By Paul Gardner
This piece that I'm writing now ought to be one of sadness, but I think another quality is going to come through more strongly. I write of the death of Harry Keough. No, that's not it -- I write of Harry Keough. And the first thing to say, maybe the only thing that matters -- to me anyway -- is that Harry was quite simply the nicest person that I have known in soccer.
So I cannot write in sadness, because I see only Harry’s warm smile, and I feel only his gentle humor and endless patience with a tedious journalist. Me.
I met Harry for the first time in 1971. The occasion was the college final four, played in the Orange Bowl. It was after the semifinal in which his St Louis Billikens had beaten the University of San Francisco 3-2. A game in which I thought USF was the better team, had played the better soccer and was unlucky not to win.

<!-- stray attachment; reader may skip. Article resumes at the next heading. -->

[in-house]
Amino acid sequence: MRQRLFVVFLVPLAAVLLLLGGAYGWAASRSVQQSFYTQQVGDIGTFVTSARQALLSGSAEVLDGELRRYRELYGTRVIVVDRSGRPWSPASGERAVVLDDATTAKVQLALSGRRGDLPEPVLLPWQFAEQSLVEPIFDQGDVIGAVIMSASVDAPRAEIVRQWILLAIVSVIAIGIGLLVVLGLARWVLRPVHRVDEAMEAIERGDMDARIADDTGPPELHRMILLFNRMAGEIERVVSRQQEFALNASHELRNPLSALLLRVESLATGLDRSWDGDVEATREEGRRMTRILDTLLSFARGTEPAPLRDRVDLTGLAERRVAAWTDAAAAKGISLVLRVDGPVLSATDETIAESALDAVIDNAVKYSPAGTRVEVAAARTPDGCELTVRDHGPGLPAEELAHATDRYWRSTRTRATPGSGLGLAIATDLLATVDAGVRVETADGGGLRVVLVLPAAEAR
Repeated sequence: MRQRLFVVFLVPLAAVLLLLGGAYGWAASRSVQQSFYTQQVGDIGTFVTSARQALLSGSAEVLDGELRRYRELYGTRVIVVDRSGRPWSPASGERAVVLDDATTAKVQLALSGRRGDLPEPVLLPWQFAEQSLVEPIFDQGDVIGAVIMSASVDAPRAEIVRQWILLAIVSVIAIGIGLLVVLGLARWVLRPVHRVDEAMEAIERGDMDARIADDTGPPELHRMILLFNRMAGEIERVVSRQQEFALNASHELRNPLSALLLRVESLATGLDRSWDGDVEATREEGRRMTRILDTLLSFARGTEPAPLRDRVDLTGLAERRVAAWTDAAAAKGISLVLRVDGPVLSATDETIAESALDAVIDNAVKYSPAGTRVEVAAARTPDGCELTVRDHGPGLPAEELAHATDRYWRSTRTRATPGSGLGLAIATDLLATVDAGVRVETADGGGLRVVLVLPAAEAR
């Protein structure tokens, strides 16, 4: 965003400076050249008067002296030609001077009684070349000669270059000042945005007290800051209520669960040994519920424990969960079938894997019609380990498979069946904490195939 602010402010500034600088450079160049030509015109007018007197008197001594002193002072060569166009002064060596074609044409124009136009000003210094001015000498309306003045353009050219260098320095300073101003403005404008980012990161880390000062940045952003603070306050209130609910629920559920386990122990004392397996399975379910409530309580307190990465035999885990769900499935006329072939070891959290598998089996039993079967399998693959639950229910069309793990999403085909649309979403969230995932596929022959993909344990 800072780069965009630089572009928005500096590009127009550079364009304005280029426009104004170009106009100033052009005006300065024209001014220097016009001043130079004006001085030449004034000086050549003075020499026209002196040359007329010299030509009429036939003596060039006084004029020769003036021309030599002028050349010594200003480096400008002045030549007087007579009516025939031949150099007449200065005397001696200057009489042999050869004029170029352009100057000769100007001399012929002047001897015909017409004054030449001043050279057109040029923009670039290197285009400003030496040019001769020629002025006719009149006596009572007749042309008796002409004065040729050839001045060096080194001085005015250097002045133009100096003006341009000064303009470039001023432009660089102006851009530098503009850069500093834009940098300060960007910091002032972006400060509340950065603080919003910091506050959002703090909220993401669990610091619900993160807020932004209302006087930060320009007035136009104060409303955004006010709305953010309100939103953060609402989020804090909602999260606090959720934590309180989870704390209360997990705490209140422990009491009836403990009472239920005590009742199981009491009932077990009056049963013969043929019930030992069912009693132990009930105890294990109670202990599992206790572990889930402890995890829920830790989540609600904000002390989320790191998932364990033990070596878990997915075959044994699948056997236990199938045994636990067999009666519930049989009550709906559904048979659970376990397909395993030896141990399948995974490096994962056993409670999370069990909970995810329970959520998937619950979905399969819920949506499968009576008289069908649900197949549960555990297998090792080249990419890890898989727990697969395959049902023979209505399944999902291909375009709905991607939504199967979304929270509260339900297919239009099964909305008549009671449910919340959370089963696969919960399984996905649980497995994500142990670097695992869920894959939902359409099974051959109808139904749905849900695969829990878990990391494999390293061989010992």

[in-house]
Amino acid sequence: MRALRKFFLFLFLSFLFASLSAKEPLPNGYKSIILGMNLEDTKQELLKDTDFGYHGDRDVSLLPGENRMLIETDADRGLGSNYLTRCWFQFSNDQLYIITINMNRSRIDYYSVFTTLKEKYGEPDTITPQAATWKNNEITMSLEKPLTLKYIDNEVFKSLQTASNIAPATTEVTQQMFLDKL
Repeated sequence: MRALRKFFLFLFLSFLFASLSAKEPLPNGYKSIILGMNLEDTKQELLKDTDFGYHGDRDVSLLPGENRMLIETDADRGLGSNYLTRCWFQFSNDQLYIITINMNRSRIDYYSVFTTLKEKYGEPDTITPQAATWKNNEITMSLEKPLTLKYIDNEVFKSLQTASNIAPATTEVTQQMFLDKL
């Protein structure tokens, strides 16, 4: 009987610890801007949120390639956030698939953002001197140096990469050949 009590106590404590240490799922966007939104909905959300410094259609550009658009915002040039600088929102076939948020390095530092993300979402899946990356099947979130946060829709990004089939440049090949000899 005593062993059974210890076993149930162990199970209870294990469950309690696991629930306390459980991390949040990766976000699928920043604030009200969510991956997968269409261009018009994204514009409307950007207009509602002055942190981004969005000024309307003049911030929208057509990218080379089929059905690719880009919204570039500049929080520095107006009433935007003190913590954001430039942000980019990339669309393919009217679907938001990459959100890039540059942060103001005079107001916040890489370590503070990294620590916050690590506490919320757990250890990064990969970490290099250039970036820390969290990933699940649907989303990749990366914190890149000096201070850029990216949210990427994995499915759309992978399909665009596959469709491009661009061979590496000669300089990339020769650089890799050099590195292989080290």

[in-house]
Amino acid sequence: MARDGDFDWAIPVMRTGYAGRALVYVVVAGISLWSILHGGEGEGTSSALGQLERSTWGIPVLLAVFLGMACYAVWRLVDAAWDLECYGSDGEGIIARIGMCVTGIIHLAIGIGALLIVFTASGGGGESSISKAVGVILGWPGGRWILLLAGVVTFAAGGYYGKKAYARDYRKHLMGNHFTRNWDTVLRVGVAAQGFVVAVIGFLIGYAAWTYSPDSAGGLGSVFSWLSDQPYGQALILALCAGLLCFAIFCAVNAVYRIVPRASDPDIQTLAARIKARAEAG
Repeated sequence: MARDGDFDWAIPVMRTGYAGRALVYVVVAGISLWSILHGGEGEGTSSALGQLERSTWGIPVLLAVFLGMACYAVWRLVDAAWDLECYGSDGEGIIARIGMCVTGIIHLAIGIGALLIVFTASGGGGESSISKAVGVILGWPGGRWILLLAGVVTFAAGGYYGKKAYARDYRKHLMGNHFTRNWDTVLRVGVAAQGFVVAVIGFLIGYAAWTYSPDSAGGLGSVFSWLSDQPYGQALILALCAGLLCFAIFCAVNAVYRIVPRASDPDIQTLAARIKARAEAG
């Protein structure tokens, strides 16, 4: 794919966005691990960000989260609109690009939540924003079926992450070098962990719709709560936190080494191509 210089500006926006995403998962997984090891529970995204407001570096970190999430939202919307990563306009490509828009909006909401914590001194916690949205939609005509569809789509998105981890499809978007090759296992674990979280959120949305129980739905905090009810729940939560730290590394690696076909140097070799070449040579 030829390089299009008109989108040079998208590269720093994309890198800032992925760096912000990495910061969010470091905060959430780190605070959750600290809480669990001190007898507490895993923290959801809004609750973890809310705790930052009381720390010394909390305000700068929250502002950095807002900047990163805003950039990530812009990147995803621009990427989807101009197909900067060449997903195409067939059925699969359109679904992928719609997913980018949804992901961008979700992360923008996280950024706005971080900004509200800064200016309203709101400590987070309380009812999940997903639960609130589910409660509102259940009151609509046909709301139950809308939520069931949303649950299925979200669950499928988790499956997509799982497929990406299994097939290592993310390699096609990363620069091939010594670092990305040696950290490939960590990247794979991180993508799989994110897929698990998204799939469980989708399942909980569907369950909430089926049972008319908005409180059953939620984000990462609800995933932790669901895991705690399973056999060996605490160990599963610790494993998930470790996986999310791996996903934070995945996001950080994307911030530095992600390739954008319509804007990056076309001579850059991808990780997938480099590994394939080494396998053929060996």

Harry smiled and listened ... and then praised USF. This was no gloating, crowing winner, this was a coach who knew a lot about winning -- the Billikens, college champions in 1969 and 1970, were now on a 44-game unbeaten streak -- who knew that some wins were not quite what the scoreboard showed. I was disarmed.
In the final, St Louis lost to Howard University, 3-2. There were already rumors circulating that Howard had used ineligible players -- something that Harry might have drawn attention to in his disappointment. He did not. The smile was still there, the good humor undented. It was Harry, not me, who spoke of Howard’s brilliant winning goal.
Later the rumors were confirmed and the title was taken away from Howard. It was not, as far as I know, given to St Louis. I saw quite a lot of Harry in those years -- and I never heard him complain about that, either.